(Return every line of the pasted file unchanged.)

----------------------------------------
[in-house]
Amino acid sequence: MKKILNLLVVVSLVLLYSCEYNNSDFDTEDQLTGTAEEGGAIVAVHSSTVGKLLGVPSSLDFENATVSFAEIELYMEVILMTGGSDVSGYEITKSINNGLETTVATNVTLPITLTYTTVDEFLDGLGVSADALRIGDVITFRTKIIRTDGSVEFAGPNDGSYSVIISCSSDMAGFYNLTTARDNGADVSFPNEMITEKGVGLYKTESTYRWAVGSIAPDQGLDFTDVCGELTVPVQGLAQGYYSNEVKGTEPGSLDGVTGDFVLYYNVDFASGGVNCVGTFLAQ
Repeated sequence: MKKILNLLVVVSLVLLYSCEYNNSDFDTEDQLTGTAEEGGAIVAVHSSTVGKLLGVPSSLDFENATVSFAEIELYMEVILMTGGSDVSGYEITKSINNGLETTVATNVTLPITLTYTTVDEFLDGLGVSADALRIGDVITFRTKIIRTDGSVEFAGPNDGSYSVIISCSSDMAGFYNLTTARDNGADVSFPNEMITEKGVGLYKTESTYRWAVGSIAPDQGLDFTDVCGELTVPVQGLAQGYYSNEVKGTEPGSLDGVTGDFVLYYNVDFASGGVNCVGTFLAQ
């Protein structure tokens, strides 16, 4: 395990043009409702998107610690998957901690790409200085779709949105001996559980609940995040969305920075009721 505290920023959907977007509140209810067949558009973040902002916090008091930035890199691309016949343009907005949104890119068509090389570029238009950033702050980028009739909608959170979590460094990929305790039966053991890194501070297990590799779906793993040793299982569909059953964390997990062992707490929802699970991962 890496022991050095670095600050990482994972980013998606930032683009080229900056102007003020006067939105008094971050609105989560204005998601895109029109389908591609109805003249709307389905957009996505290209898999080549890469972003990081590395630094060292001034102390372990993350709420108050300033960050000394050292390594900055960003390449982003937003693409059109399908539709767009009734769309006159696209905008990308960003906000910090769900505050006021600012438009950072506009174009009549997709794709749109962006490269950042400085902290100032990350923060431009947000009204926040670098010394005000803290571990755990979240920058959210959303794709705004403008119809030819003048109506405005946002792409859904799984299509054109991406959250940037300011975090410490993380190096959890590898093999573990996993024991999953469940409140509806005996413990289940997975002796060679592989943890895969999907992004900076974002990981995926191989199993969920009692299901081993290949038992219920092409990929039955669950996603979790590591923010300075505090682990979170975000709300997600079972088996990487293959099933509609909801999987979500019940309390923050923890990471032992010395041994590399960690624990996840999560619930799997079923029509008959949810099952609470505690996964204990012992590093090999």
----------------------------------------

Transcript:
[in-house]
Amino acid sequence: MKKILNLLVVVSLVLLYSCEYNNSDFDTEDQLTGTAEEGGAIVAVHSSTVGKLLGVPSSLDFENATVSFAEIELYMEVILMTGGSDVSGYEITKSINNGLETTVATNVTLPITLTYTTVDEFLDGLGVSADALRIGDVITFRTKIIRTDGSVEFAGPNDGSYSVIISCSSDMAGFYNLTTARDNGADVSFPNEMITEKGVGLYKTESTYRWAVGSIAPDQGLDFTDVCGELTVPVQGLAQGYYSNEVKGTEPGSLDGVTGDFVLYYNVDFASGGVNCVGTFLAQ
Repeated sequence: MKKILNLLVVVSLVLLYSCEYNNSDFDTEDQLTGTAEEGGAIVAVHSSTVGKLLGVPSSLDFENATVSFAEIELYMEVILMTGGSDVSGYEITKSINNGLETTVATNVTLPITLTYTTVDEFLDGLGVSADALRIGDVITFRTKIIRTDGSVEFAGPNDGSYSVIISCSSDMAGFYNLTTARDNGADVSFPNEMITEKGVGLYKTESTYRWAVGSIAPDQGLDFTDVCGELTVPVQGLAQGYYSNEVKGTEPGSLDGVTGDFVLYYNVDFASGGVNCVGTFLAQ
């Protein structure tokens, strides 16, 4: 395990043009409702998107610690998957901690790409200085779709949105001996559980609940995040969305920075009721 505290920023959907977007509140209810067949558009973040902002916090008091930035890199691309016949343009907005949104890119068509090389570029238009950033702050980028009739909608959170979590460094990929305790039966053991890194501070297990590799779906793993040793299982569909059953964390997990062992707490929802699970991962 890496022991050095670095600050990482994972980013998606930032683009080229900056102007003020006067939105008094971050609105989560204005998601895109029109389908591609109805003249709307389905957009996505290209898999080549890469972003990081590395630094060292001034102390372990993350709420108050300033960050000394050292390594900055960003390449982003937003693409059109399908539709767009009734769309006159696209905008990308960003906000910090769900505050006021600012438009950072506009174009009549997709794709749109962006490269950042400085902290100032990350923060431009947000009204926040670098010394005000803290571990755990979240920058959210959303794709705004403008119809030819003048109506405005946002792409859904799984299509054109991406959250940037300011975090410490993380190096959890590898093999573990996993024991999953469940409140509806005996413990289940997975002796060679592989943890895969999907992004900076974002990981995926191989199993969920009692299901081993290949038992219920092409990929039955669950996603979790590591923010300075505090682990979170975000709300997600079972088996990487293959099933509609909801999987979500019940309390923050923890990471032992010395041994590399960690624990996840999560619930799997079923029509008959949810099952609470505690996964204990012992590093090999």